Illness is on the rise among the Australian population for the first time in two decades, a government report published on Tuesday revealed.
The Australian Institute of Health and Welfare (AIHW) published the latest edition of its burden of disease study, finding Australians lost an estimated 5.5 million years of healthy life to ill health in 2022, reports Xinhua news agency.
It marks a 2 per cent increase compared to the 2018 study and the first time since monitoring started in 2003 that the burden of sickness and disease has risen.
However, the study found Australians were overall healthier in 2022 than in 2003.
“Fewer Australians are dying prematurely than 19 years ago, but we are still living with similar amounts of ill health,” AIHW spokesperson Richard Juckes said in a statement.
Cancers were the most burdensome illness in 2022 followed by musculoskeletal conditions, cardiovascular diseases, mental and substance use disorders and neurological conditions.
Of specific diseases, dementia was the second leading cause of total burden, up from 12th in 2003.
The fatal burden of cardiovascular diseases fell by 50 per cent between 2003 and 2022 and by 26 per cent for cancers.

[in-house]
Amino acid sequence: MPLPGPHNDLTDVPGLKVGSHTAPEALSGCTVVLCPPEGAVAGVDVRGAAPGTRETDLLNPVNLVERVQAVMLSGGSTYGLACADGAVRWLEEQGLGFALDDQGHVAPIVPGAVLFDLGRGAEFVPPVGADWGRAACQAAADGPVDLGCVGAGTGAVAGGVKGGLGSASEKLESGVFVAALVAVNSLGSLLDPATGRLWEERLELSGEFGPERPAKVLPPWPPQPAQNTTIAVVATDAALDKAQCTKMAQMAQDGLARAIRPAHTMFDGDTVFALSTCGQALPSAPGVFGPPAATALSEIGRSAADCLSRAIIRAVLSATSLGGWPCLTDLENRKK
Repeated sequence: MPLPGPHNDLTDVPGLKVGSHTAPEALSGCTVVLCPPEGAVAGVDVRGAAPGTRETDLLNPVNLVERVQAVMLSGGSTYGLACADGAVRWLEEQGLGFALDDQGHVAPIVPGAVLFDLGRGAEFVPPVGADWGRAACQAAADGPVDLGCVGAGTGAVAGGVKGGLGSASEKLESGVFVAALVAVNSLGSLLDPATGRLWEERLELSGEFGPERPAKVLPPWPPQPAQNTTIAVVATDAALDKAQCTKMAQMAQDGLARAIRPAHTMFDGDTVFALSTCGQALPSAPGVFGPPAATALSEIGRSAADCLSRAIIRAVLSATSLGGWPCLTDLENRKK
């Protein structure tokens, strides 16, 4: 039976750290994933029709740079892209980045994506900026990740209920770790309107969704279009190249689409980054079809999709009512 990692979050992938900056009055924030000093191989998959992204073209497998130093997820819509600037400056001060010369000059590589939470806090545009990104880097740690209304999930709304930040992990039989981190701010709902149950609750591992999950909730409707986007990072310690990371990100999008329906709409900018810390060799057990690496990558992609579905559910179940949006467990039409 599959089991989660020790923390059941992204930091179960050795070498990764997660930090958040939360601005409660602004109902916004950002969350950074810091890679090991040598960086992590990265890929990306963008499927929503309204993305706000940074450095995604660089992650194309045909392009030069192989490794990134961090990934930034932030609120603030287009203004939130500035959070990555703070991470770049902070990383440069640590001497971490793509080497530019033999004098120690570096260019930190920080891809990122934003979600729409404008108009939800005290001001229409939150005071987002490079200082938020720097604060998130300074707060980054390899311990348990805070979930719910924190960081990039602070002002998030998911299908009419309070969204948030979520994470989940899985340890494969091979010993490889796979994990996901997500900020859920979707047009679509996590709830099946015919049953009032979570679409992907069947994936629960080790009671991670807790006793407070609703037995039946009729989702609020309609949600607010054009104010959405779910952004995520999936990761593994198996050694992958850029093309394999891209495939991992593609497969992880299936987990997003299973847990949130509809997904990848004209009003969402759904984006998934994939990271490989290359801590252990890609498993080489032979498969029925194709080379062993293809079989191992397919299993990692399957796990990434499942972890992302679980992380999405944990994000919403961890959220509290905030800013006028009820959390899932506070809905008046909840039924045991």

The analysis was the first burden report to include Covif-19.
It found that the coronavirus accounted for 2.7 pe rcent of the total health burden in Australia, ranking it eighth among specific illnesses.
Steve Robson, president of the Australian Medical Association (AMA), said the data shows people are living longer with chronic conditions, increasing pressure on the health system.
“One of the startling figures to come out of this report is the fact that anxiety disorders are now in the top five diseases creating a burden on the health system,” he told the Australian Associated Press (AAP).
“We need investment in preventative care across the board, particularly in mental health if we are to prevent more and more patients unnecessarily ending up in hospitals.”